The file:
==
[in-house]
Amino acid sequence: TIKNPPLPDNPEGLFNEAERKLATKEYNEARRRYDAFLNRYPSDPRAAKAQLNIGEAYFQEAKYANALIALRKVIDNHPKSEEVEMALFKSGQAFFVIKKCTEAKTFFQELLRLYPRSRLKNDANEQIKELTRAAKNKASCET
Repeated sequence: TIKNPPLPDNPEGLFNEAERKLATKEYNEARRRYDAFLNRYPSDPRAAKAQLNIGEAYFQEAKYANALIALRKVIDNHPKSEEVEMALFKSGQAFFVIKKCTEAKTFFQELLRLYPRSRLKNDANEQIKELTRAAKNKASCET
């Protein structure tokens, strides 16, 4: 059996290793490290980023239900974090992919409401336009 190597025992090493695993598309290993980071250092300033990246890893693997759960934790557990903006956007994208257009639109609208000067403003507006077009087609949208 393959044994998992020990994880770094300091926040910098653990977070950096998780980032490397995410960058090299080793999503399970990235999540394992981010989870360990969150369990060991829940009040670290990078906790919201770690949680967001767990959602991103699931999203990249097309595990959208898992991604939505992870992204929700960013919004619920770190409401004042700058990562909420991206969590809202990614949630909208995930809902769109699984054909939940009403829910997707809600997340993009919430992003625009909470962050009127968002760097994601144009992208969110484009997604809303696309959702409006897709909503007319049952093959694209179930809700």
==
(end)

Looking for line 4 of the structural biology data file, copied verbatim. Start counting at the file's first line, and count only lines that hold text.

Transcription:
């Protein structure tokens, strides 16, 4: 059996290793490290980023239900974090992919409401336009 190597025992090493695993598309290993980071250092300033990246890893693997759960934790557990903006956007994208257009639109609208000067403003507006077009087609949208 393959044994998992020990994880770094300091926040910098653990977070950096998780980032490397995410960058090299080793999503399970990235999540394992981010989870360990969150369990060991829940009040670290990078906790919201770690949680967001767990959602991103699931999203990249097309595990959208898992991604939505992870992204929700960013919004619920770190409401004042700058990562909420991206969590809202990614949630909208995930809902769109699984054909939940009403829910997707809600997340993009919430992003625009909470962050009127968002760097994601144009992208969110484009997604809303696309959702409006897709909503007319049952093959694209179930809700």